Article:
This one also truly makes me feel sick to my stomach. My first year teaching, I taught a 3rd grade class. I had two precious boys who came in my room everyday for their inclusion time. One of them, let’s call him Jose, stimmed a lot. He had pretty high support needs, and I imagine coming into my room was anxiety inducing for him. He “flapped” his hands a lot, and his teachers told me they were trying to get him to stop. We encouraged him to keep his hands in his pockets so that he wouldn’t stim with his hands. I hate, hate, hate that I ever did this to him. I know that I was kind about it, and I didn’t know it was hurtful. But looking back, I am devastated I was taking away one of his main coping mechanisms. Because I have ADHD, anxiety, and depression, I use a lot of coping skills to get through the day. I bounce my leg, listen to white noise or music, do breathing exercises, and go to therapy alot. Imagine if someone told me I couldn’t do those anymore…at a time of my day that was most stressful. Please, please don’t do this.
Looking back, I really tried not to publicly correct my students. But I think that I just didn’t yell at them…or get really frustrated. I still said their name A LOT. I still reminded them A LOT what I expected of them. Did you know that students with ADHD receive exponentially more negative feedback than their neurotypical peers? I wish that I had made eye contact with them, gently tapped their shoulders, or honestly, just not addressed it at all unless I could chat with them completely privately.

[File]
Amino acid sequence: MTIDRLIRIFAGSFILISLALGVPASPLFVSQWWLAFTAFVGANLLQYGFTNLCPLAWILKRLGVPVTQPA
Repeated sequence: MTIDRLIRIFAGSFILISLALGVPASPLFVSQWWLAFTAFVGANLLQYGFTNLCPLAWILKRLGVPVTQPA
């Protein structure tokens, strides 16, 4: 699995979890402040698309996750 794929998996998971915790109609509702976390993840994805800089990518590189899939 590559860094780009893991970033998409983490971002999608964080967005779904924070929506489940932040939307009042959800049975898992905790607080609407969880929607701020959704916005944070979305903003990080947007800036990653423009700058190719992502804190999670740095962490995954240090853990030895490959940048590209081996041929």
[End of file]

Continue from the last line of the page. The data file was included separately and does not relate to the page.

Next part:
Expecting Perfection in the Hallway
A lot of the things on this list I did because everyone else did. My admins expected my studnets to walk SILENTLY down the hallway, IN A LINE, ON THE SECOND WHITE SQUARE. I’m using all caps, because that’s how it feels when I think about it. Now that we know so much more about different students’ sensory needs, I wish I had used the hallway as a movement break. I understand that classes around us need quiet…so I’m not saying let student yell, sing, or even chat loudly as they walk down the hallway. What I am saying is that if a student gets the stimulation they need by hopping, they will be MORE successful when we come back to the room if I let them do that. Would it really impact anyone if I let them march, hop, skip or walk on the other side of the hallway? For some kids, standing in a line is really, really hard. Was it worth me damaging our relationship and giving them more negative feedback for them to walk on the right side of the hallway? No, I definitely don’t think so.
Making Students Earn Breaks
Honestly, when I stared teaching, I hadn’t even heard of giving breaks. So offering that at all felt pretty progressive. But many of my students NEEDED those breaks. They would have been so much more successful if they were a structured, regular, predictable part of their routine. When our students are getting over stimulated or frustrated, pushing them to “earn” their break will usually make things a lot worse. If a child needs a break, they need it no matter what.
I’m sure I could come back to this list over and and over an add to it. There are a million things I wish I could go back and redo, and things I hope my daughter and her friends never have to deal with. I know that the pressures of teaching are out of control, but I also know we have the opportunity to keep students from experience trauma at the hands of teachers who think they’re doing what’s best.